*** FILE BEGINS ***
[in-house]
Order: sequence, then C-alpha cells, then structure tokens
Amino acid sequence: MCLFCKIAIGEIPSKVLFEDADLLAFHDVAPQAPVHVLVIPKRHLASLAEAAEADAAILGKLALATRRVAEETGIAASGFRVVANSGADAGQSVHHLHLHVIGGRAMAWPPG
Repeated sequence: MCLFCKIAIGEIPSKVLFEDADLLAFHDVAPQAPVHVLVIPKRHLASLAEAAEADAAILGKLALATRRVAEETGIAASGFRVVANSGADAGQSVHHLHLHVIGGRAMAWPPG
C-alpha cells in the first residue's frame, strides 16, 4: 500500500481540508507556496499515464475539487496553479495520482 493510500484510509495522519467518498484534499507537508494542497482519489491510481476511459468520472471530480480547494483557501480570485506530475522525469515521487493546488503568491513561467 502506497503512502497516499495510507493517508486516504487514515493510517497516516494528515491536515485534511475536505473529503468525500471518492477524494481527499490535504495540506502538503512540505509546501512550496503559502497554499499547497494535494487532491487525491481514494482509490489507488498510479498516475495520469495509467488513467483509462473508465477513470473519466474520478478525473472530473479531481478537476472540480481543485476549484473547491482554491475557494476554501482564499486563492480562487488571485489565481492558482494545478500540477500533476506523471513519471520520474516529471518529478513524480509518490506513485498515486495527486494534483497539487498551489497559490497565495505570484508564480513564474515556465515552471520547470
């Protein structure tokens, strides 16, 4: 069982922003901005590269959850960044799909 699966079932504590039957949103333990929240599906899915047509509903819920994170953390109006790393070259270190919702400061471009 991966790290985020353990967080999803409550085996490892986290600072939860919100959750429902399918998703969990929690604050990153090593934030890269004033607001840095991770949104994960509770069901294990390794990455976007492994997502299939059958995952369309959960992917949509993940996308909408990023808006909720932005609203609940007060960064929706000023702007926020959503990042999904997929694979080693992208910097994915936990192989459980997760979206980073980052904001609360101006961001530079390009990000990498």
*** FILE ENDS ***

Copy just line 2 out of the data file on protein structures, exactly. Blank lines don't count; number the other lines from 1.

Order: sequence, then C-alpha cells, then structure tokens